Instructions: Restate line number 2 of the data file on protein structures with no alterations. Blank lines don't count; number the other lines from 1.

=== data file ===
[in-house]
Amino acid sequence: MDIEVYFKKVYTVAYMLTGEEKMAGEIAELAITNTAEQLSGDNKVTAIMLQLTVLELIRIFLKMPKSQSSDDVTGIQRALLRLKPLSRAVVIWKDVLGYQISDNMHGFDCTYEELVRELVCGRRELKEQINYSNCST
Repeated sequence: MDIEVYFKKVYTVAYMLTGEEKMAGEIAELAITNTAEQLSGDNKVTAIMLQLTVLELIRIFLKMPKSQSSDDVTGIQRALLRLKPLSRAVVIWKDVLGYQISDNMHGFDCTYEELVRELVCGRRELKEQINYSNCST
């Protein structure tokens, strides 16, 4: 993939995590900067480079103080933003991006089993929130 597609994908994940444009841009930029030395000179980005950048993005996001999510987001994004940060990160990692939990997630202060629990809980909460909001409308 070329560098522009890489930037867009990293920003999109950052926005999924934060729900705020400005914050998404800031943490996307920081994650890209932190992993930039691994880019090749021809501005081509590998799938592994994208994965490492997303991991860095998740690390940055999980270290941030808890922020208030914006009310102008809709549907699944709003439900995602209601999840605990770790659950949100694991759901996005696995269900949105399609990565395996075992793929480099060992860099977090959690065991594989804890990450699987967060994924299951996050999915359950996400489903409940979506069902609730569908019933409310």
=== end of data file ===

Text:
Amino acid sequence: MDIEVYFKKVYTVAYMLTGEEKMAGEIAELAITNTAEQLSGDNKVTAIMLQLTVLELIRIFLKMPKSQSSDDVTGIQRALLRLKPLSRAVVIWKDVLGYQISDNMHGFDCTYEELVRELVCGRRELKEQINYSNCST